Storytelling, Project Knowledge & Knowledge Management


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A review of stories, project knowledge and sharing project knowledge using stories. Includes an introduction to to my storytelling model for KM in projects.

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  • Hi everyone.

    My name is Eric Brown and I’m here talk about Storytelling for Knowledge Management.

    I’ve been researching the topic of Storytelling as a means to convey knowledge in projects using digital tools. While my main focus has been on project teams, this could be applied in areas outside of project management.

    Before we dive into the topic too far, let’s review what stories are and what they are good for.
  • In 2002, Sole & Wilson wrote a paper titled ‘Storytelling in Organizations’ and described the use of stories in organizations.

    They determined that stories were best utilized for: read bullets

    In order for stories to work, they must (change slide)
  • read bullets. talk about vivid imagery.

    Think about fables that you heard/read as a kid. (flip page)

    episodic memory - something so vivid (and scarring?) that you remember it immediately.
  • talk about one minute manager - best selling book.

    written in fable format...starts out with the introduction to a character, the quest and sets the reader on a journey.
  • stories work by making knowledge memorable via the ‘availability heuristic’...which is a fancy way of saying ‘vivid imagery’
    Let’s look an example of vivid imagery:
    Everyone’s heard stories of bear attacks. There are movies and books about bear attacks. There are even products for hikers and campers to keep bears away but there aren’t many ‘moose-b-gone’ products.
    Which one is more likely? A bear attack or a moose attack? (click slide)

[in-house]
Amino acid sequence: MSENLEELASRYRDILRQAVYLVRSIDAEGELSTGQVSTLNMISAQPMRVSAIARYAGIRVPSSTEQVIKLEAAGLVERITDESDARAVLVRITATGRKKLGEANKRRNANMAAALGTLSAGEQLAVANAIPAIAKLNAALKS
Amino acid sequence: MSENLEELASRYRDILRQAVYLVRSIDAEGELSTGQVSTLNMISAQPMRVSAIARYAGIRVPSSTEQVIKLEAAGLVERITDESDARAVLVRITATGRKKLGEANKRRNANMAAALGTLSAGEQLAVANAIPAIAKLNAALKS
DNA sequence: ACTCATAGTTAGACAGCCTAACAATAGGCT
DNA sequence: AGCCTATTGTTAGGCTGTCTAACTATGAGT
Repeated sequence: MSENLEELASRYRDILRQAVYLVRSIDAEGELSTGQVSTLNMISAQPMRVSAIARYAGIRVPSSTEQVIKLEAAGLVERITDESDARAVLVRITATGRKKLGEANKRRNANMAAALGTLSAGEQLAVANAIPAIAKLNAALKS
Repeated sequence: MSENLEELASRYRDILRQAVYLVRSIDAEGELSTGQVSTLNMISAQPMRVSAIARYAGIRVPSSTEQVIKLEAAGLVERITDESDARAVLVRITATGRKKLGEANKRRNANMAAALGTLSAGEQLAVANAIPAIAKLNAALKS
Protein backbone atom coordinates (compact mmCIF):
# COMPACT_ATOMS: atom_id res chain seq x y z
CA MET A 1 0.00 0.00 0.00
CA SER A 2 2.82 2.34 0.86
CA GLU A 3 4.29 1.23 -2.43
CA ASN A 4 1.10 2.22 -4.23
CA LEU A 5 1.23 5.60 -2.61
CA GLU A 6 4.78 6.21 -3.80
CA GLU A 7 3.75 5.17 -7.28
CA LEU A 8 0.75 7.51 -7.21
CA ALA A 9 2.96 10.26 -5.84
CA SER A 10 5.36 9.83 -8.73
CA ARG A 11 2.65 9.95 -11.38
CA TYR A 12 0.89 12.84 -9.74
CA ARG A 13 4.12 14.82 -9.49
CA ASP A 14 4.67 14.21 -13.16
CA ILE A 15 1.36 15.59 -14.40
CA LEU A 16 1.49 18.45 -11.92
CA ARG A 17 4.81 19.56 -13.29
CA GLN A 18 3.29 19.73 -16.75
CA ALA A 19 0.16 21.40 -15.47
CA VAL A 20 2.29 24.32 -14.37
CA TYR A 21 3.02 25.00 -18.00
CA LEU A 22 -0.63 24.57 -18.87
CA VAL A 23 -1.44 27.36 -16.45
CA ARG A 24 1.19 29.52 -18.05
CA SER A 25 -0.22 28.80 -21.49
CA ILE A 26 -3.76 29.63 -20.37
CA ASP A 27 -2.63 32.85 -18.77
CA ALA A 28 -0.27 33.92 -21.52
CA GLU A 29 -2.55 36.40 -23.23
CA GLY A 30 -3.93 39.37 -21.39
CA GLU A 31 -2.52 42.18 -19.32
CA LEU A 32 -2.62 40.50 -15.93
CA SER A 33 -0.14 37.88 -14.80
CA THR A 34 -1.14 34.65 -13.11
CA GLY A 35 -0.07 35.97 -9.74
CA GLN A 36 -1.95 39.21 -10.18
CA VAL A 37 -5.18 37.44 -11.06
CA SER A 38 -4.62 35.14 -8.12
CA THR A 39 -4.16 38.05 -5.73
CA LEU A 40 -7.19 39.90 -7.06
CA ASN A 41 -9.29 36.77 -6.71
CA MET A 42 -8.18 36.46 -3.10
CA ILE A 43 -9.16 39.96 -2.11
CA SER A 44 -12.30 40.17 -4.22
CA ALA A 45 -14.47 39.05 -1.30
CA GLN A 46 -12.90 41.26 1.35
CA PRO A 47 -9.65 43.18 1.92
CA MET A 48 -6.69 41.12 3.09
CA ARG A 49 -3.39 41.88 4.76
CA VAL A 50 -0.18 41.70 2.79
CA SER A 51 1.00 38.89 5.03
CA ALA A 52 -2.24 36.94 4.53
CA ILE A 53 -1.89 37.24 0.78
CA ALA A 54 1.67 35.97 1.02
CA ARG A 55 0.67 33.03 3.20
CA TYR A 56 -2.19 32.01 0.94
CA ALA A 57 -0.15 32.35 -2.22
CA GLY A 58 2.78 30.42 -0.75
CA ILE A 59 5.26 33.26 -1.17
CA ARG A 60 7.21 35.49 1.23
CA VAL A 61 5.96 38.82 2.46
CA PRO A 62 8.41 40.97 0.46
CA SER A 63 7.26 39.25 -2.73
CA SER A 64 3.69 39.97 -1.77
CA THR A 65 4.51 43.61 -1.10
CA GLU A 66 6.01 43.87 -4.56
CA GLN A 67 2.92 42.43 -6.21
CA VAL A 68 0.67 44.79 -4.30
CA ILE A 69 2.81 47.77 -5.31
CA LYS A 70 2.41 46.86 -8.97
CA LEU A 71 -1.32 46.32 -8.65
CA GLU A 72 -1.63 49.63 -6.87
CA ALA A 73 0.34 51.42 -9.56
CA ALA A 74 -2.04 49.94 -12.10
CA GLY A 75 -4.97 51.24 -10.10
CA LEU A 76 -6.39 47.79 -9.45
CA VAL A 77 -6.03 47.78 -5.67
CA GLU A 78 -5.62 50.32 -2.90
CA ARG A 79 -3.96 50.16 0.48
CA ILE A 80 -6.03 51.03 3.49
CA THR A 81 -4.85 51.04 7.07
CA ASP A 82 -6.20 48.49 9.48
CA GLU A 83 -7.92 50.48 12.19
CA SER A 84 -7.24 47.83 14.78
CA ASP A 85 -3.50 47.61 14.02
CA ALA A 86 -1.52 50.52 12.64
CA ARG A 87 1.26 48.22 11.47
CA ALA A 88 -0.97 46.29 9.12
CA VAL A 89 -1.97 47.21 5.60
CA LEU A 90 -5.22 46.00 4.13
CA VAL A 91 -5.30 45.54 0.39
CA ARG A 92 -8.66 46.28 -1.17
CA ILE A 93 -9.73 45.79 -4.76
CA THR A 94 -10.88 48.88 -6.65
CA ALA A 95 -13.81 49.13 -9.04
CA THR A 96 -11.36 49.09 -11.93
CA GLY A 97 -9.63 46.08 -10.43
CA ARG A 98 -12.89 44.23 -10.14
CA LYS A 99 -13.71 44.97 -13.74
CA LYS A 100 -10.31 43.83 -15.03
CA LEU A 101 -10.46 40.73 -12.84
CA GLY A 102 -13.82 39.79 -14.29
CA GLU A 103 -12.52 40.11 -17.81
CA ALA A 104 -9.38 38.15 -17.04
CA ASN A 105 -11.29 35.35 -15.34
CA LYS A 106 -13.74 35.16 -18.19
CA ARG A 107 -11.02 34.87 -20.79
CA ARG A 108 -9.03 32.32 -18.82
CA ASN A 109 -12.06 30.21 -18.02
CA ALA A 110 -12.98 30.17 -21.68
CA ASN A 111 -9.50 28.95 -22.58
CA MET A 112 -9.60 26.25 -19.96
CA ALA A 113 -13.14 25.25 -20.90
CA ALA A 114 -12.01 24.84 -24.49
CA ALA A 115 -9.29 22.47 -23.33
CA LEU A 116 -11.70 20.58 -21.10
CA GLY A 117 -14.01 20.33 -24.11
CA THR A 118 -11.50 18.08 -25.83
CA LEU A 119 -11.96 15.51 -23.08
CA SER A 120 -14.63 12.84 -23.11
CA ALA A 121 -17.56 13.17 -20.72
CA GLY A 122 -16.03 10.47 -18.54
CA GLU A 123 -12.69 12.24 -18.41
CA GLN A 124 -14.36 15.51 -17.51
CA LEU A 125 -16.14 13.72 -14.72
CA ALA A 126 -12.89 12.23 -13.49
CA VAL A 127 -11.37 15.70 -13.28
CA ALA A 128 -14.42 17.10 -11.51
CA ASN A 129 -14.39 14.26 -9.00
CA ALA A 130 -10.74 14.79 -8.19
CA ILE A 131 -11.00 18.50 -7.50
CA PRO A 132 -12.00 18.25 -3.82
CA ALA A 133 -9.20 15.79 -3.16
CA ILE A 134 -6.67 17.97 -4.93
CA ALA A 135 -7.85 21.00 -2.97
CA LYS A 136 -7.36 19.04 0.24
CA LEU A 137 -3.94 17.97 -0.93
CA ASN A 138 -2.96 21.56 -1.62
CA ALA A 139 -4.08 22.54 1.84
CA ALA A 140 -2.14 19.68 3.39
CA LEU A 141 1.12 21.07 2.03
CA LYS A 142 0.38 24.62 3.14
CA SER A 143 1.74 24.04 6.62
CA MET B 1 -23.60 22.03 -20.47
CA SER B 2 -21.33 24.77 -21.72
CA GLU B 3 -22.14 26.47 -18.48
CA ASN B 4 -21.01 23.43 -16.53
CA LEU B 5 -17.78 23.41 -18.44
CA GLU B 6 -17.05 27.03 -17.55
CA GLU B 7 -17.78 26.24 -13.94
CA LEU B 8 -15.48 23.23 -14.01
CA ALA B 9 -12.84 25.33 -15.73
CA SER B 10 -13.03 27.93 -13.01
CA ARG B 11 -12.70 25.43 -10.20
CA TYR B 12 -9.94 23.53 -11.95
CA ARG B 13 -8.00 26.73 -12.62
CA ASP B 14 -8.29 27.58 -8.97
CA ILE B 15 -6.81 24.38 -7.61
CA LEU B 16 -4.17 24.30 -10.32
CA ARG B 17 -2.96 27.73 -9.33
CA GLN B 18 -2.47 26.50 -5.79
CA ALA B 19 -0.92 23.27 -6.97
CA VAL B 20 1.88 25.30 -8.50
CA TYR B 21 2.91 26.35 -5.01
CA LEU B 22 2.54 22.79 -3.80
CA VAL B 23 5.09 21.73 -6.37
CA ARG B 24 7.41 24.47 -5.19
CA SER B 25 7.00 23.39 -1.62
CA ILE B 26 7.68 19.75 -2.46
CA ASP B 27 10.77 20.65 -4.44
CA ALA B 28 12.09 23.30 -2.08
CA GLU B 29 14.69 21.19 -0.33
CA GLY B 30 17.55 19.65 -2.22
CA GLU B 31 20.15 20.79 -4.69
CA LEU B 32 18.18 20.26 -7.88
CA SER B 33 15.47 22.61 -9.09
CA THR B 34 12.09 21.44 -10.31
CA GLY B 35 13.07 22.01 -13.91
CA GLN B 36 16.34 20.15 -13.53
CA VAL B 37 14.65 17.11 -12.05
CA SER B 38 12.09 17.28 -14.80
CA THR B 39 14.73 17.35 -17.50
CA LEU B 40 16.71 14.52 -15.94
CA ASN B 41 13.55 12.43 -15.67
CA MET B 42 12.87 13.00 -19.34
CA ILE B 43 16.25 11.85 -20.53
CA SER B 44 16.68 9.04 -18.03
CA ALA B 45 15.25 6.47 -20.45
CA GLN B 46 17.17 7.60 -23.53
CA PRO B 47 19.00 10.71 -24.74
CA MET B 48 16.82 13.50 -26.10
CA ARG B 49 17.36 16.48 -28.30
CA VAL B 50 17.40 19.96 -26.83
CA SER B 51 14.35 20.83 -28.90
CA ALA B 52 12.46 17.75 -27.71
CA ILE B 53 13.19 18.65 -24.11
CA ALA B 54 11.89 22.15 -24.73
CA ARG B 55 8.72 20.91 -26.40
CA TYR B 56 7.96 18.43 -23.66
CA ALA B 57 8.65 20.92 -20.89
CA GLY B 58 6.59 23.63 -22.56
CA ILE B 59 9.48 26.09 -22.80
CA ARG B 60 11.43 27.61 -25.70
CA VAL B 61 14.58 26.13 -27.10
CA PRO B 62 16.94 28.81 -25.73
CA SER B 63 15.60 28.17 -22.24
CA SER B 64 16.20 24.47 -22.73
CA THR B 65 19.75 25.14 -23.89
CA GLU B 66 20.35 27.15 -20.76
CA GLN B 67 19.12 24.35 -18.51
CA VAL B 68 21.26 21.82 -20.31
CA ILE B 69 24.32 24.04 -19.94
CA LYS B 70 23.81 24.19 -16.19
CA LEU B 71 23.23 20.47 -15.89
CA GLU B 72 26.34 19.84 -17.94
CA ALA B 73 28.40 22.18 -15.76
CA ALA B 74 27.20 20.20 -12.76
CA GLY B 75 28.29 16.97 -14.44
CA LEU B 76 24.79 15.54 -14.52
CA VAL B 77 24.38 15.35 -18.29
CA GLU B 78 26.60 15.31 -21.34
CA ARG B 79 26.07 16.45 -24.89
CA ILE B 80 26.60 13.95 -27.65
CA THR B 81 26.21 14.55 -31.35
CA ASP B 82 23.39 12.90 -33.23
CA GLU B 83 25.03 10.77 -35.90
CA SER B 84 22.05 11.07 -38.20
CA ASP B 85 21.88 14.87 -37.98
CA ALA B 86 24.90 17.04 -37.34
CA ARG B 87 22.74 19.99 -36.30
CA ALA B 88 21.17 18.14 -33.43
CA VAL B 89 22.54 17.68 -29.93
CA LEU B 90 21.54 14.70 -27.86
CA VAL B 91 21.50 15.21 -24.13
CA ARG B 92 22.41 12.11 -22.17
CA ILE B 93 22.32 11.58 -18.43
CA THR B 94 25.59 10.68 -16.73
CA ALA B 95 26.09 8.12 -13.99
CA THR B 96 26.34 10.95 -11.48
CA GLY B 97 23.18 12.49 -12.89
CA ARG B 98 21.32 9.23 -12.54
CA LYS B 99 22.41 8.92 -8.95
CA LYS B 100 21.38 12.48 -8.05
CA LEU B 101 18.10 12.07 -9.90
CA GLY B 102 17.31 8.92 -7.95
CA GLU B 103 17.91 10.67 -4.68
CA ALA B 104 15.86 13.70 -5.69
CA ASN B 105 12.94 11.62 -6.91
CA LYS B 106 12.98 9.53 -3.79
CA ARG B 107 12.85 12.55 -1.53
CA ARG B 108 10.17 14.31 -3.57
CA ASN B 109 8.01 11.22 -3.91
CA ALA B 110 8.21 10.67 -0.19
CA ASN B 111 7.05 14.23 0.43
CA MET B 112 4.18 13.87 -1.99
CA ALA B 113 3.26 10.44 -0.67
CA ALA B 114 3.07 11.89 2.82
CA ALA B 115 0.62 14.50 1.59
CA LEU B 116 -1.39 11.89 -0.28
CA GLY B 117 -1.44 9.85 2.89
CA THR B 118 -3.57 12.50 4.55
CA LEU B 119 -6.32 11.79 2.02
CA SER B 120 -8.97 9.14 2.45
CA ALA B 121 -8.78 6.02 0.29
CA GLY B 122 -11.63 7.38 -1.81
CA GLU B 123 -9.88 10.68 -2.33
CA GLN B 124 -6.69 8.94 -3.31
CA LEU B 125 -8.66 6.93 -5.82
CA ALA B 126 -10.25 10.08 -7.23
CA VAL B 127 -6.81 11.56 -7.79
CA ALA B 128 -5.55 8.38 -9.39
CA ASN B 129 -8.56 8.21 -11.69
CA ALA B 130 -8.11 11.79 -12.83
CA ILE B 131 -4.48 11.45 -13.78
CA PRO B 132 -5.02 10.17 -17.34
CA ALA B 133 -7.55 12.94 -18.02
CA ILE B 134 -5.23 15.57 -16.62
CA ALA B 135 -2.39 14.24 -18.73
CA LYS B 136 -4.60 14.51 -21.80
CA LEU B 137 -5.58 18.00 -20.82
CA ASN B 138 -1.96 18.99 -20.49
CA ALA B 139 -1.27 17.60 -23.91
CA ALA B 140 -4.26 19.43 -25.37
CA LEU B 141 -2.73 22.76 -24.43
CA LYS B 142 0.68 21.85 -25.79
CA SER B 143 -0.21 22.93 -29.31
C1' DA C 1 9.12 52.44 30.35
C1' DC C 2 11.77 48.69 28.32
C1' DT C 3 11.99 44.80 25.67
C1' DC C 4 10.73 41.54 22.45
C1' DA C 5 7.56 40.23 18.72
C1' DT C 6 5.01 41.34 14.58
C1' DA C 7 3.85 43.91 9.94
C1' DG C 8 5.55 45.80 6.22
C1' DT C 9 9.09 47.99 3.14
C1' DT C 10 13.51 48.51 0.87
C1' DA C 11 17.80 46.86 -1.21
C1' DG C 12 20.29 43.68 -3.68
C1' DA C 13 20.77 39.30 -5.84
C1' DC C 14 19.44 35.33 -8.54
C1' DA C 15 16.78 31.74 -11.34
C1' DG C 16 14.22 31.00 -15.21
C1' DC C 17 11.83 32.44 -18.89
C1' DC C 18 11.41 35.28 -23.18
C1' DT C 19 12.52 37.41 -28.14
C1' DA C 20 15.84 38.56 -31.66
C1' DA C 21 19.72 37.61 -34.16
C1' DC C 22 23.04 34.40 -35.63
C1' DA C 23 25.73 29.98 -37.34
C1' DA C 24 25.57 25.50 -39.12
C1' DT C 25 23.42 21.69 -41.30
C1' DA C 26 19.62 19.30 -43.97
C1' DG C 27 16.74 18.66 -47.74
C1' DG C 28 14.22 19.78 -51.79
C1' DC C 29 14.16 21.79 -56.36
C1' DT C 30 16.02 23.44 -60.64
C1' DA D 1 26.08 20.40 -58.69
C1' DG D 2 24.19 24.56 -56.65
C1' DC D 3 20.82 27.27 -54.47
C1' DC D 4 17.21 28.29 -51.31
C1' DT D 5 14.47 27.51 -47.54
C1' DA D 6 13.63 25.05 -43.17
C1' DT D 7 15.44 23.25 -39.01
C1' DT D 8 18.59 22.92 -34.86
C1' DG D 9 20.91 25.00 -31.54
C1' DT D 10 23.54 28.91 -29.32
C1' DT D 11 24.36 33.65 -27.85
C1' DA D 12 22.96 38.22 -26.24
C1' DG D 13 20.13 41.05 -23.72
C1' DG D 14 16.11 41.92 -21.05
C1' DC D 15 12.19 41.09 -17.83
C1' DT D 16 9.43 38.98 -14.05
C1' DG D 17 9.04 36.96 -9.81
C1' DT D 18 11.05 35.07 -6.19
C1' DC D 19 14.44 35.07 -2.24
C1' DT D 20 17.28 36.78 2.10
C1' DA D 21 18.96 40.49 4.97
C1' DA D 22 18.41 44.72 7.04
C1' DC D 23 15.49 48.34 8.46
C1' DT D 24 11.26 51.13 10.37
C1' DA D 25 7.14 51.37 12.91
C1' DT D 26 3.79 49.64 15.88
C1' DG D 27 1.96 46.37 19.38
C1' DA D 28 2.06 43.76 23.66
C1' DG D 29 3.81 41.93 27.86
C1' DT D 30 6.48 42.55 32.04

We remember the stories of vicious bear attacks because they are more vivid, therefore we tend to think they are more regular activities than moose attacks.
  • mean looking
    yogi bear was an anomaly - many people die each year because they thought of yogi bear when they see this animal?
  • talk about cuteness, bullwinkle
  • imagine my surprise!

    I was within 20 yards of a moose...and I knew they were more dangerous than a bear...i set the world record of the 20 yard dash up a hill by a fat man!

    So...let’s move on to projects and knowledge in projects.
  • last slide on storytelling
  • 1st bullet - makes act of capturing knowledge have a lower priority during a project

    2nd - project managers and leaders do not focus on these efforts
  • read & talk about slide.

    talk about types of knowledge in projects.
  • Process Knowledge: knowledge that project team members have regarding the project
    Domain Knowledge: knowledge that a project team or member has about the industry, technology, processes, current situation, business and products
    Institutional Knowledge: knowledge that a project team or member has about the organization.
    Cultural Knowledge: knowledge about the organizational culture as well as cultural backgrounds of the project team members.
  • I’ve been working on a storytelling model that incorporates digital means of collecting and sharing narratives.

    When a new team member joins the project, they are asked to answer a series of interview questions using journaling / blogging software. These questions are added to their history.

    Each member keeps a weekly journal. These are reviewed at weekly meetings. the journals entries are combined into weekly learning histories.

    Weekly histories are combined into the Project Learning history which tells the story of the project. Learning Histories are based on Roth & Kleiner’s work.

    Each team member writes about lessons learned during the week and comments on learning history (internalization).
  • Storytelling, Project Knowledge & Knowledge Management

    1. 1. Storytelling for Knowledge Management in Projects November 5 2009 Eric D. Brown
    2. 2. STORIES - WHAT ARE THEY GOOD FOR*? Sharing Knowledge Sharing Values Developing Trust & Commitment Generating Emotional Connection Learning * D. Sole and D. G. Wilson, "Storytelling in Organizations: The power and traps of using stories to share knowledge in organizations," Harvard Graduate School of Education, 2002.
    3. 3. WHAT IS A GOOD STORY? A good story contains: A Setting A Character or Characters A Plot A Backstory Some level of Detail